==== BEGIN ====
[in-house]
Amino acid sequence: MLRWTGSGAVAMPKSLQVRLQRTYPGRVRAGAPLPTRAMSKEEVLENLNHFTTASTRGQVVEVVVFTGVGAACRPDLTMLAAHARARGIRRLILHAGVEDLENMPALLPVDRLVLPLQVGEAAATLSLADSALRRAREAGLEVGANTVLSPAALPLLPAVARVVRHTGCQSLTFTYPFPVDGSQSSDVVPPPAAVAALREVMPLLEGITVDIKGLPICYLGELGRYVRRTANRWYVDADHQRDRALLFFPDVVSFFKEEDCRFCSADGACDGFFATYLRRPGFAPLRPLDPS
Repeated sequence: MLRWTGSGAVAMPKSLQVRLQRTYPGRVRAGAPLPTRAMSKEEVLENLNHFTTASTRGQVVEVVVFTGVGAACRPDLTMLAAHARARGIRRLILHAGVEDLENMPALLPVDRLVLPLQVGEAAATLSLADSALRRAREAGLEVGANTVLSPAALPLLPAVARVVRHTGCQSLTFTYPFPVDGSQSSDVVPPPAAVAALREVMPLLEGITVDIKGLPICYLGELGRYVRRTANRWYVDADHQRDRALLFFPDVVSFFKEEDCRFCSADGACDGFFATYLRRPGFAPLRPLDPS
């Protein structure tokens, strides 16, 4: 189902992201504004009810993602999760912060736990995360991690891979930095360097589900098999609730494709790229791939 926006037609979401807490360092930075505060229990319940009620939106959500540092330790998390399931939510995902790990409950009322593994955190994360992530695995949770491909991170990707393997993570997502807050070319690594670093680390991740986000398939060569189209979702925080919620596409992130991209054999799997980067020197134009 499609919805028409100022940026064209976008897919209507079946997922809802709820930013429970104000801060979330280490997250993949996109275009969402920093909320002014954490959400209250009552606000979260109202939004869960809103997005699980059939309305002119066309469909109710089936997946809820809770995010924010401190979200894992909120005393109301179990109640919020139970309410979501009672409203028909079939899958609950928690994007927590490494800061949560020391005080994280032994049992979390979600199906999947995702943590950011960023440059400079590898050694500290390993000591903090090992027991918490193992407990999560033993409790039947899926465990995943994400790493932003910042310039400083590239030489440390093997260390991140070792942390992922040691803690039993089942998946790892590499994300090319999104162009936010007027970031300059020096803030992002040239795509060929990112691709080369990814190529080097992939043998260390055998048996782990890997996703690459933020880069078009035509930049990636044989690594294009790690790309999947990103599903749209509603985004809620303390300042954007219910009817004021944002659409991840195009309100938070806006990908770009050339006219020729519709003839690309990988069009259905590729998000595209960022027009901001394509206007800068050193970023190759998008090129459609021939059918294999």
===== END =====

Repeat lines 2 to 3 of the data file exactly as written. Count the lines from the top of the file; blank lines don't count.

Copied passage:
Amino acid sequence: MLRWTGSGAVAMPKSLQVRLQRTYPGRVRAGAPLPTRAMSKEEVLENLNHFTTASTRGQVVEVVVFTGVGAACRPDLTMLAAHARARGIRRLILHAGVEDLENMPALLPVDRLVLPLQVGEAAATLSLADSALRRAREAGLEVGANTVLSPAALPLLPAVARVVRHTGCQSLTFTYPFPVDGSQSSDVVPPPAAVAALREVMPLLEGITVDIKGLPICYLGELGRYVRRTANRWYVDADHQRDRALLFFPDVVSFFKEEDCRFCSADGACDGFFATYLRRPGFAPLRPLDPS
Repeated sequence: MLRWTGSGAVAMPKSLQVRLQRTYPGRVRAGAPLPTRAMSKEEVLENLNHFTTASTRGQVVEVVVFTGVGAACRPDLTMLAAHARARGIRRLILHAGVEDLENMPALLPVDRLVLPLQVGEAAATLSLADSALRRAREAGLEVGANTVLSPAALPLLPAVARVVRHTGCQSLTFTYPFPVDGSQSSDVVPPPAAVAALREVMPLLEGITVDIKGLPICYLGELGRYVRRTANRWYVDADHQRDRALLFFPDVVSFFKEEDCRFCSADGACDGFFATYLRRPGFAPLRPLDPS